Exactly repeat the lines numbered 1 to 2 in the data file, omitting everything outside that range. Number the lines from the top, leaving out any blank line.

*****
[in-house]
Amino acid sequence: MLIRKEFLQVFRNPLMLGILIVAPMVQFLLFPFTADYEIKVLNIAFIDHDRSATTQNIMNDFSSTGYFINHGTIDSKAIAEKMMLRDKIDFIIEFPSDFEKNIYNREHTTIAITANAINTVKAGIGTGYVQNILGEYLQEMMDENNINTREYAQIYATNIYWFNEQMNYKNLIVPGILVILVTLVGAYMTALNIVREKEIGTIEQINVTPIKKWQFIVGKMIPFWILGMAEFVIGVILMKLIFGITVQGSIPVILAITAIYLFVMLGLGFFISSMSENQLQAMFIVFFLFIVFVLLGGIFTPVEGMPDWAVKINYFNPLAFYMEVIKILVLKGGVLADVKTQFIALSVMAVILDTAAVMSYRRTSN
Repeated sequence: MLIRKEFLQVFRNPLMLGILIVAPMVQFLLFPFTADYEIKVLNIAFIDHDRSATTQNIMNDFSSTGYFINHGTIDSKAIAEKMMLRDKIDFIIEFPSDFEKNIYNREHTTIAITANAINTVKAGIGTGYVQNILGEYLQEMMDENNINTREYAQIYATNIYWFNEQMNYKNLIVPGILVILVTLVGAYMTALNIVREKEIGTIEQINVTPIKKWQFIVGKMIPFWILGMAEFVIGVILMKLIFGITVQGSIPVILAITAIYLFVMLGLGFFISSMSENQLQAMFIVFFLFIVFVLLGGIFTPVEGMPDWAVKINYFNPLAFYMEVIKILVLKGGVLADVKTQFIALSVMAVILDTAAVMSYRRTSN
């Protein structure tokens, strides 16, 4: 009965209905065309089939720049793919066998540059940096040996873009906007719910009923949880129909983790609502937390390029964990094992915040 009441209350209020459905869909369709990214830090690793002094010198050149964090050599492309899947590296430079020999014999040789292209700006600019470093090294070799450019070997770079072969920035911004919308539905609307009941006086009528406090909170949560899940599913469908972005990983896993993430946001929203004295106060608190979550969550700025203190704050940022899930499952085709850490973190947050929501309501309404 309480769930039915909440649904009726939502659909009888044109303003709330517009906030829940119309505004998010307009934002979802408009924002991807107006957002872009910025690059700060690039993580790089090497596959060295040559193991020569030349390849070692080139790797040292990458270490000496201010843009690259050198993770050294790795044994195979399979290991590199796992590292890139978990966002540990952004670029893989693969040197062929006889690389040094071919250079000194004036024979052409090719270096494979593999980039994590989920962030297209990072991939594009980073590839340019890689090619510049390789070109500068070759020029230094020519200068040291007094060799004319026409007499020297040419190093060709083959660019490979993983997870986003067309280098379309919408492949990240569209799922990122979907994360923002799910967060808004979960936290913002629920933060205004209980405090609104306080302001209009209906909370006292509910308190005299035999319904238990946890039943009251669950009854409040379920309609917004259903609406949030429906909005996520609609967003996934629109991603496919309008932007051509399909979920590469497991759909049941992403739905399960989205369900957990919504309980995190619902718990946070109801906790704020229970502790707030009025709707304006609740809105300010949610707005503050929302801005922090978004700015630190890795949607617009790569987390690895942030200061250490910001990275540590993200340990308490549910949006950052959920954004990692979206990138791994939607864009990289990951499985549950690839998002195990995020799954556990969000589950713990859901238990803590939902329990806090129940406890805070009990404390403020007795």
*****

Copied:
[in-house]
Amino acid sequence: MLIRKEFLQVFRNPLMLGILIVAPMVQFLLFPFTADYEIKVLNIAFIDHDRSATTQNIMNDFSSTGYFINHGTIDSKAIAEKMMLRDKIDFIIEFPSDFEKNIYNREHTTIAITANAINTVKAGIGTGYVQNILGEYLQEMMDENNINTREYAQIYATNIYWFNEQMNYKNLIVPGILVILVTLVGAYMTALNIVREKEIGTIEQINVTPIKKWQFIVGKMIPFWILGMAEFVIGVILMKLIFGITVQGSIPVILAITAIYLFVMLGLGFFISSMSENQLQAMFIVFFLFIVFVLLGGIFTPVEGMPDWAVKINYFNPLAFYMEVIKILVLKGGVLADVKTQFIALSVMAVILDTAAVMSYRRTSN